Investors continue to look lower on the credit quality spectrum in their search for yield. Investors purchased $3.42 billion in high yield U.S. mutual funds and ETFs in the first quarter compared to $1.76 billion a year ago. The heavy demand by investors has allowed issuers to lower the yields they offer and has reduced the covenants attached to the securities that protect investors. The yield spread between triple C rated bonds and Treasuries (meaning the difference between their return) is at its lowest level since July 2007, before the financial crisis.
RWM advocates a total return approach to investing as opposed to an income approach. The total return of an investment is made up of both its interest or dividends and its capital appreciation. By focusing on total return it allows a portfolio to be well diversified. Stocks are used for their long term growth, while fixed income is used to preserve the capital of the portfolio.
By focusing strictly on yield an investor in the current environment is forced to move a heavier allocation of their portfolio to high yield bonds, which move closer in line with equities. The correlation of high yield bonds measured by the B of A Merrill Lynch High Yield bond index with US stocks as measured by the Russell 3000 index is 0.60; meaning more often than not the two asset classes move up or down together. This compares to -0.07 between US stocks and Treasurys, representing high quality bonds. The negative correlation means that the two investments typically move in opposite directions of each other. Thus, the diversification benefit seen from including bonds in a portfolio is heavily reduced with a heavier weight to high yield bonds. They also have a volatility level that is close to double that of Treasury bonds, which reduces the capital preservation impact that is provided by higher quality bonds. In addition, the recent decrease in yield spreads compared to Treasurys and weakening covenants point to the investments becoming even more risky as investors are being provided with less financial reward and less protection for taking on these positions.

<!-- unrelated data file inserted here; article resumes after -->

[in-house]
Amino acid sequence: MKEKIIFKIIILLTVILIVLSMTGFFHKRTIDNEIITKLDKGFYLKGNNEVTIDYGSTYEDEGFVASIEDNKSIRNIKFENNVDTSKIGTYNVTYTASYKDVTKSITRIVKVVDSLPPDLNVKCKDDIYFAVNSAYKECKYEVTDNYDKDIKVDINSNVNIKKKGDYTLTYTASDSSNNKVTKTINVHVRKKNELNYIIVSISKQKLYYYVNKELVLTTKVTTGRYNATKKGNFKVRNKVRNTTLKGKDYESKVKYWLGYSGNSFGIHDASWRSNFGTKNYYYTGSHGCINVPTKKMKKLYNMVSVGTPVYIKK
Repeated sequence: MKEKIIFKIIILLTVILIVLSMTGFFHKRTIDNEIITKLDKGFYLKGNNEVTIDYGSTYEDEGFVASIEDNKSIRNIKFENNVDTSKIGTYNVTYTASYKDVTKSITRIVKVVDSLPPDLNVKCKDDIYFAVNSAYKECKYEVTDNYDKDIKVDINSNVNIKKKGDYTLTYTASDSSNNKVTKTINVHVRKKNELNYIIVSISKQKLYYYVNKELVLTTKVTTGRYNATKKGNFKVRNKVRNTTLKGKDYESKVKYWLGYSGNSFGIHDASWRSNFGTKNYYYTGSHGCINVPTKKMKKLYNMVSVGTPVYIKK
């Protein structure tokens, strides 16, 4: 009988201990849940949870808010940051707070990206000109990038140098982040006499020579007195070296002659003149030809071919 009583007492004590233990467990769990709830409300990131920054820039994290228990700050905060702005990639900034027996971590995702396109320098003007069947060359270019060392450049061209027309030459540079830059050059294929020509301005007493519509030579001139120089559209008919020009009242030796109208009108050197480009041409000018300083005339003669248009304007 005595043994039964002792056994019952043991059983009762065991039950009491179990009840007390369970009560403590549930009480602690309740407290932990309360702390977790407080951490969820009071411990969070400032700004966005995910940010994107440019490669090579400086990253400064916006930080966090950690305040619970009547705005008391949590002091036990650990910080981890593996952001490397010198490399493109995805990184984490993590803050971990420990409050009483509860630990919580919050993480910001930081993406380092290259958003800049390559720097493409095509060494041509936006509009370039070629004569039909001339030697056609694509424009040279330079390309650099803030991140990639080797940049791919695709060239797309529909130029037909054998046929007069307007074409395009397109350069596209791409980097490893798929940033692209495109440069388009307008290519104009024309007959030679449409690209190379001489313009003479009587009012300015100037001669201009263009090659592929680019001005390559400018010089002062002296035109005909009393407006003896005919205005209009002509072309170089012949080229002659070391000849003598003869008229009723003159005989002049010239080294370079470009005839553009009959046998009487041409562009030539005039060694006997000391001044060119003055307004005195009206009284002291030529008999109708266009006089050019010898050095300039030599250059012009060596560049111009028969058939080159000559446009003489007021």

High quality bonds have shown their worth as safe havens in times of market distress. With the crash of the internet bubble at the turn of the century stocks fell 44.1% from September 2000 to September 2002. At the same time Treasurys rose 24.8%, while high yield bonds sank 9.5%. More recently, from October 2007 through February 2009, stocks plunged 50.3% as a result of the financial crisis. Meanwhile, US Treasurys rose 14.2%, but high yield bonds fell 26.1%. See the below chart which shows the performance of Treasury bonds, high-yield bonds, and stocks from October 2007 through February 2009:
When investors focus on income and move their holdings to focus on higher yielding, lower credit quality, fixed income they are exposing their portfolio to greater risk. They increase the volatility of their portfolio and reduce the degree of diversification; removing the counterbalance higher quality fixed income holdings can provide. By focusing on the total return of a portfolio with capital appreciation as well as yield it provides a more stable portfolio that will provide a better chance for an investor to meet their investment goals.
Index Performance March YTD Trl 1 yr.
US Stock (Russell 3000) 0.53% 1.97% 22.61%
Foreign Stock (FTSE AW ex US) 0.40% 0.57% 12.81%
Total US Bond Mkt. (BarCap Aggregate) -0.17% 1.84% -0.10%
Short US Gov. Bonds (BarCap Gov 1-5 Yr) -0.29% 0.25% -0.03%
Municipal Bonds (BarCap 1-10yr Muni) -0.37% 1.60% 0.78%
Cash (ML 3Month T-Bill) 0.00% 0.01% 0.07%
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